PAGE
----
FDA Issued the Following Draft and Final Guidance Documents
Revised Draft Guidance for Industry: Brief Summary and Adequate Directions for Use: Disclosing Risk Information in Consumer-Directed Print Advertisements and Promotional Labeling for Human Prescription Drugs, February 9, 2015, Federal Register. Comments due May 11, 2015. (this document supersedes now-withdrawn Brief Summary: Disclosing Risk Information in Consumer-Directed Print Advertisements, 69 FR 6308(February 10, 2004)).
Draft Guidance for Industry: Individual Patient Expanded Access Applications: Form FDA 3926, February 6, 2015, Federal Register.Comments due April 7, 2015.
Draft Guidance for Industry and FDA Staff: Medical Devices and Clinical Trial Design for the Treatment or Improvement in the Appearance of Fungally Infected Nails, January 27, 2015, Federal Register. Comments due April 27, 2015.
Draft Guidance for Industry and FDA Staff: Premarket Studies of Implantable Minimally Invasive Glaucoma Surgical (MIGS) Devices, February 11, 2015, Federal Register. Comments due May 12, 2015.
Guidance for Industry and FDA Staff: Mobile Medical Applications, February 9, 2015, Federal Register (updated, original issued September 25, 2013).
Guidance for Industry: S10 Photosafety Evaluation of Pharmaceuticals, January 27, 2015, Federal Register.
FDA Announced that the Following Collections Have Been Submitted to OMB
- Export of Food and Drug Administration Regulated Products: Export Certificates
- Medical Device Labeling Regulations
- Appeals of Science-Based Decisions Above the Division Level at the Center for Veterinary Medicine
- Blood Establishment Registration and Product Listing
- Class II Special Controls Guidance Document: Labeling of Natural Rubber Latex Condoms
FDA Announced the Opportunity to Comment on the Following Proposed Information Collections
- General Licensing Provisions: Section 351(k) Biosimilar Applications
- Extension: Guidance for Industry and FDA Staff: Class II Special Controls Guidance Document: Automated Blood Cell Separator Device Operating by Centrifugal or Filtration Separation Principle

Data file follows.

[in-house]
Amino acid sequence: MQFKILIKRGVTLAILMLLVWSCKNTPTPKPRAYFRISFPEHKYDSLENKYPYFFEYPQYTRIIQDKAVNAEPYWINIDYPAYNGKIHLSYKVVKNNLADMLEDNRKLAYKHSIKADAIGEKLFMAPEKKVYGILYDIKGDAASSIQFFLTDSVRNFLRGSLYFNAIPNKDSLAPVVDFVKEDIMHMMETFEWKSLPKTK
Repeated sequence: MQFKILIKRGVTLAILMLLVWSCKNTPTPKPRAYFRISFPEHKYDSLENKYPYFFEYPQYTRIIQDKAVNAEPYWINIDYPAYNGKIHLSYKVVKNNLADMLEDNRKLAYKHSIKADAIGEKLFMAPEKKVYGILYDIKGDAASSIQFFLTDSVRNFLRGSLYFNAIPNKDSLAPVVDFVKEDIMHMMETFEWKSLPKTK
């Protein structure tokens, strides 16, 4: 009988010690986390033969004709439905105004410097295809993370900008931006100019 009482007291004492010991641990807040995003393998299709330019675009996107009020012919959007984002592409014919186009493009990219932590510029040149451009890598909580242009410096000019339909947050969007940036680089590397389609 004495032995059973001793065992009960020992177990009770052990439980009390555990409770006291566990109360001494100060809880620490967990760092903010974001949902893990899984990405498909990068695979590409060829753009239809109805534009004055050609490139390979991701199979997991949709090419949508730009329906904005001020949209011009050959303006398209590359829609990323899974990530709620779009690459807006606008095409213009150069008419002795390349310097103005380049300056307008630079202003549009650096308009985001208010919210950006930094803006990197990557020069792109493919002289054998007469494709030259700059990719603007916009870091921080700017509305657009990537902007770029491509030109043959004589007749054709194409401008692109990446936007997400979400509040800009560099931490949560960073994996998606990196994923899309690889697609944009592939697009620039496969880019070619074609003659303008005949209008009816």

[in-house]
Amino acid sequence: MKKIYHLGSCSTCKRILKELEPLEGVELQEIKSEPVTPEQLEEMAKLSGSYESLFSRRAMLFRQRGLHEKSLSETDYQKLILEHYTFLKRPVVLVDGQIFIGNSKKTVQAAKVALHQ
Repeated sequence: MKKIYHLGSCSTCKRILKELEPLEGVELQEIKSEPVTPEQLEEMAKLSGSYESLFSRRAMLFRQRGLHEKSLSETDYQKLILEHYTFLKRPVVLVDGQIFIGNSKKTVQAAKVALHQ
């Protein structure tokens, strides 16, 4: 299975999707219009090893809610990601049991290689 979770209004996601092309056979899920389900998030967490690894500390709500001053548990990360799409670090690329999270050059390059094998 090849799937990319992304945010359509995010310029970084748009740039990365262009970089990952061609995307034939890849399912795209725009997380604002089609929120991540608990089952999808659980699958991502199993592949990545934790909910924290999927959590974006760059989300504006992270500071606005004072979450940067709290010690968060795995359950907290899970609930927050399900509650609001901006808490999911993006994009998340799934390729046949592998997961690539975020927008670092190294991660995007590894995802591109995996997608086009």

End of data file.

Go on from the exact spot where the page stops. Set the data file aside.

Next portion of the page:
- Biosimilars User Fee Cover Sheet; Form FDA 3792
- Revised Draft Guidance for Industry: Brief Summary and Adequate Directions for Use: Disclosing Risk Information in Consumer-Directed Print Advertisements and Promotional Labeling for Human Prescription Drugs
FDA Has Determined that the Following Drug Products Were Not Withdrawn from Sale for Reasons of Safety or Effectiveness
Upcoming Meetings, Workshops, and Conferences
Drugs and Biologics
FDA/Xavier University PharmaLink Conference on Leadership in a Global Supply Chain, March 25–27, 2015, in Cincinnati, OH.
Public Meeting on Breast Cancer Patient-Focused Drug Development, April 2, 2015, in Silver Spring, MD.
Public Meeting on Chagas Disease Patient-Focused Drug Development, April 28, 2015, in Silver Spring, MD.
Public Workshop: Gastroenterology Regulatory Endpoints and the Advancement of Therapeutics (GREAT III), March 30–31, 2015, in Silver Spring, MD.
Public Meeting on Functional GI Disorders Patient-Focused Drug Development, May 11, 2015, in Silver Spring, MD.
Public Workshop—Optimizing FDA's Regulatory Oversight of Next-Generation Sequencing Diagnostic Tests Public Workshop, February 20, 2015, in Silver Spring, MD.
February 20, 2015: Orthopaedic and Rehabilitation Devices Panel of the Medical Devices Advisory Committee (to discuss premarket approval of a spine-spacing device)